de Souza, C.S.; da Conceição, L.R.; Freitas, T.S.S.; Aboim, I.L.; Schwamborn, R.; Neumann-Leitão, S., and Mafalda, P.d.O., Jr., 0000. Size spectra modeling of mesozooplankton over a tropical continental shelf.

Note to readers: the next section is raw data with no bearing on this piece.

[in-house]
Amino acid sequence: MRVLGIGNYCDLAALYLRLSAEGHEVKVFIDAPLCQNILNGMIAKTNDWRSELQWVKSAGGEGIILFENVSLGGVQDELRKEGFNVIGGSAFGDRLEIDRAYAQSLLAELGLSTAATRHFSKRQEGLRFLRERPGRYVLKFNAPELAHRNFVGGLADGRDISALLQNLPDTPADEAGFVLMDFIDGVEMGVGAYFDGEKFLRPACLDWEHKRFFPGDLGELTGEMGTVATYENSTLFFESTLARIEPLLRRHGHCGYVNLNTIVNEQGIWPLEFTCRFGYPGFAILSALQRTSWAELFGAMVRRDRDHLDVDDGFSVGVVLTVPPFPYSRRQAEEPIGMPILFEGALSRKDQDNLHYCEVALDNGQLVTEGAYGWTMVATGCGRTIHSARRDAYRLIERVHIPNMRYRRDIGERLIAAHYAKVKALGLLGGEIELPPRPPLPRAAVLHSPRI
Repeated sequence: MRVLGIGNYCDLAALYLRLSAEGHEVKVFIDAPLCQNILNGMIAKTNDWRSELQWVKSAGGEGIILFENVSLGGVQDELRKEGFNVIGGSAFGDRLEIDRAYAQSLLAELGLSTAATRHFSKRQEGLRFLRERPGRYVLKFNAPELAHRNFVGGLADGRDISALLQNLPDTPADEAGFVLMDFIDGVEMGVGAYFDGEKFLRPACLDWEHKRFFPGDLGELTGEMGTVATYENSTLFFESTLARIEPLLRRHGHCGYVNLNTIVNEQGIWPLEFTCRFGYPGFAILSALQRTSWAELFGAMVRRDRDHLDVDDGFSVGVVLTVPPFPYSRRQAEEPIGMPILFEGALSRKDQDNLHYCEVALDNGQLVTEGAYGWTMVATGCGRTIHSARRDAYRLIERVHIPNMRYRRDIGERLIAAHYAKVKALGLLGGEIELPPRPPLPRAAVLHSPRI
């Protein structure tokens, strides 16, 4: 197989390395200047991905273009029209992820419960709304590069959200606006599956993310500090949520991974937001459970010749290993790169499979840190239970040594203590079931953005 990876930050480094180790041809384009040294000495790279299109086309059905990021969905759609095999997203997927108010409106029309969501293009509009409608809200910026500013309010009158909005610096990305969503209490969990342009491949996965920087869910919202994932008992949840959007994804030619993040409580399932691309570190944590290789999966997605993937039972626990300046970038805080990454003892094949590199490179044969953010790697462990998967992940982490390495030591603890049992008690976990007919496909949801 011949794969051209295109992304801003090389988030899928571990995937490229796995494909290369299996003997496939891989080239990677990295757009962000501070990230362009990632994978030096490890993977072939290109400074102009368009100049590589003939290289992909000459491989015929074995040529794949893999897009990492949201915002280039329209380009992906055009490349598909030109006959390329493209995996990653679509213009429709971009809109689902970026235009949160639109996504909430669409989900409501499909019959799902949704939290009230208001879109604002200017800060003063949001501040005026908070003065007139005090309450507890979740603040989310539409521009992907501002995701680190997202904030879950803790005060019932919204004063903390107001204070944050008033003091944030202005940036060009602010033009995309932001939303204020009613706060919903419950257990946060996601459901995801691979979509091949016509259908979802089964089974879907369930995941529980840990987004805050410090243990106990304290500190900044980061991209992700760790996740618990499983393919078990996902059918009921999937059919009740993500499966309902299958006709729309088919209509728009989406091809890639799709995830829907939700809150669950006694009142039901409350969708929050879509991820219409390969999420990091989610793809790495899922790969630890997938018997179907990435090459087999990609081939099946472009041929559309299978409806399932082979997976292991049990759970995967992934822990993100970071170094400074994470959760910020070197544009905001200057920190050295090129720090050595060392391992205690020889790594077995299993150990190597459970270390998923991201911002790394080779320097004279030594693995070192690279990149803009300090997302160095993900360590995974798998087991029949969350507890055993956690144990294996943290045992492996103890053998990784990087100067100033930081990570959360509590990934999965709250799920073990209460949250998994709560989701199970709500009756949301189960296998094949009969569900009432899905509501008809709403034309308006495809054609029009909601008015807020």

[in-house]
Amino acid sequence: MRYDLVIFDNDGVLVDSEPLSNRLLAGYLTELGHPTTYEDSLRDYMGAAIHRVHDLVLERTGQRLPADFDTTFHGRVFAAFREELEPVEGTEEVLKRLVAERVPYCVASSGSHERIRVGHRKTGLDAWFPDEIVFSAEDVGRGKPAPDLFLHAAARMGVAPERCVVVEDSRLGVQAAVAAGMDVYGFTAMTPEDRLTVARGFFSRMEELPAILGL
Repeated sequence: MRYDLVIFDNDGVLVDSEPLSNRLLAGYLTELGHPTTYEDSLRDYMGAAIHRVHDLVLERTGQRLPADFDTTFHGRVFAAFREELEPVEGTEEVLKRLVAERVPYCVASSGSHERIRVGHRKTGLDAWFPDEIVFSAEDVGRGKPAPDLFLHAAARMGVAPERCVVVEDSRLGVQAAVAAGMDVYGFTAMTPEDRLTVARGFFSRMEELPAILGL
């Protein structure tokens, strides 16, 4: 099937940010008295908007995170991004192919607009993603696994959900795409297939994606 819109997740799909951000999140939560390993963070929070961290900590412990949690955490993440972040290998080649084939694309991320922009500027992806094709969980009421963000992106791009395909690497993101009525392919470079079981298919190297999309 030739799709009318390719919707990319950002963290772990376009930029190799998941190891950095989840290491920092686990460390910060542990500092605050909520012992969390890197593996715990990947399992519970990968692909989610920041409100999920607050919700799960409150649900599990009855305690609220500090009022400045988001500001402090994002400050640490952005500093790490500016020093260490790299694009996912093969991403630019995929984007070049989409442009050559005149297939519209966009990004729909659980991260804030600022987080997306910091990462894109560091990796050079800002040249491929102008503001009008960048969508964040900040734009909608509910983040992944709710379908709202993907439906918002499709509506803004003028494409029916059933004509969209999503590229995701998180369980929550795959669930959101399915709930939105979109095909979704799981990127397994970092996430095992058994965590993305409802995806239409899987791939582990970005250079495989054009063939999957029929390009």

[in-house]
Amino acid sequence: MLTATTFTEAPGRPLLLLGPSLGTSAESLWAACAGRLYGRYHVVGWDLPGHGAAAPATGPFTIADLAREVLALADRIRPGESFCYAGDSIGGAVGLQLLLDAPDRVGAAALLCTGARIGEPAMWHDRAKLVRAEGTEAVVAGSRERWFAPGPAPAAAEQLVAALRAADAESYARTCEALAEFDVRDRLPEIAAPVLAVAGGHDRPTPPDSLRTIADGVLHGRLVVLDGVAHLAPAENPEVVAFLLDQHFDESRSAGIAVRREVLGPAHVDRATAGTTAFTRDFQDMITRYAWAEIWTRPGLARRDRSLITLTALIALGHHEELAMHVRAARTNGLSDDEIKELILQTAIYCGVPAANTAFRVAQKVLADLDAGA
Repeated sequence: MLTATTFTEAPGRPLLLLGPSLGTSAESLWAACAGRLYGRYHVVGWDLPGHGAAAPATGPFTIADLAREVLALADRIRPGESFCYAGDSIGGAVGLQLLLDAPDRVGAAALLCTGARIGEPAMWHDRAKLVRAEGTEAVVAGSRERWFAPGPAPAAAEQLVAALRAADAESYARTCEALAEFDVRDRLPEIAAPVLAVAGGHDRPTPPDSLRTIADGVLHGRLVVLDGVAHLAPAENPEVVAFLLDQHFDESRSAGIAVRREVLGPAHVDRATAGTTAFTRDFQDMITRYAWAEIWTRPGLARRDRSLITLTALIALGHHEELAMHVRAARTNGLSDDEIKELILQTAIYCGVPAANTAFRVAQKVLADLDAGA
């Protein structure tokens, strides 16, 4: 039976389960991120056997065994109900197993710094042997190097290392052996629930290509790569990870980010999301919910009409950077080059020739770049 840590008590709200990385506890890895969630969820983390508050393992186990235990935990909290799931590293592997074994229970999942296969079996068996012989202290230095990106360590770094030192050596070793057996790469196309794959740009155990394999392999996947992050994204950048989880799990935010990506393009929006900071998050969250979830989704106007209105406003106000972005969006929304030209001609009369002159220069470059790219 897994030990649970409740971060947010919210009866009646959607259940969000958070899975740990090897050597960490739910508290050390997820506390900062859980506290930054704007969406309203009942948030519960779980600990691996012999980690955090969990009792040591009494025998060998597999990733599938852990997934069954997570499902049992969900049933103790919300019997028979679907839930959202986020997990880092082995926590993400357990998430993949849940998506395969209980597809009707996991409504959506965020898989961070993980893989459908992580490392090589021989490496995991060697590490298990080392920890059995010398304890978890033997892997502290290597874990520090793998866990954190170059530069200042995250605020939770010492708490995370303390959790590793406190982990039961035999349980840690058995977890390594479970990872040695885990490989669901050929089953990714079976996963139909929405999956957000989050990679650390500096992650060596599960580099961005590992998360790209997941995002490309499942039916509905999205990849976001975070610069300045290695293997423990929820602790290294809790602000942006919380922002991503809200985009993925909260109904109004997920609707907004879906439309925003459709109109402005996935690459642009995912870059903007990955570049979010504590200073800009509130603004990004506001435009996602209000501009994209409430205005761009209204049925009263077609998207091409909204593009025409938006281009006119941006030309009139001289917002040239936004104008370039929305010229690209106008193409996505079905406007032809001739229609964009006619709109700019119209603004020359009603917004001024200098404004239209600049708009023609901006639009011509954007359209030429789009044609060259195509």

Size spectra analysis is a useful way of studying biomass and energy flow in ecosystems across trophic levels. The size spectrum reflects a balance of energy and matter between gains through growth and recruitment and losses though mortality in a size-structured community. Therefore, changes in biomass and normalized biomass size spectrum (NBSS) slope and intercept between time or environment can be used to assess the energy transfer efficiency within ecosystems. Linear models were developed to analyze zooplankton biomass and community size structure for the narrow continental shelf and shelf break off Salvador, Brazil, using samples that were collected during 10 oceanographic cruises, from April 2013 to October 2014, and analyzed with a ZooScan. Three descriptors of zooplankton size spectra were examined: size diversity, NBSS slope, and intercept. Copepods were always dominant in abundance. Size spectra varied considerably along a short coast-to-offshore transect of 17 km. The pattern of spatial change presented a predominance of larger size fractions nearshore (flat NBSS slope, −0.56) and the predominance of smaller sized organisms in oceanic waters (steep NBSS slope, −0.88). This gradient was mostly due to the higher abundance of large (>5 mm equivalent spherical diameter) gelatinous organisms (mainly hydromedusae) nearshore. The results suggest that the tropical zooplankton community at the continental shelf off Salvador was characterized by low productivity and low trophic efficiency, especially offshore. Although copepods were dominant in numbers, large-sized gelatinous predators were the key structuring zooplankton taxon in this area.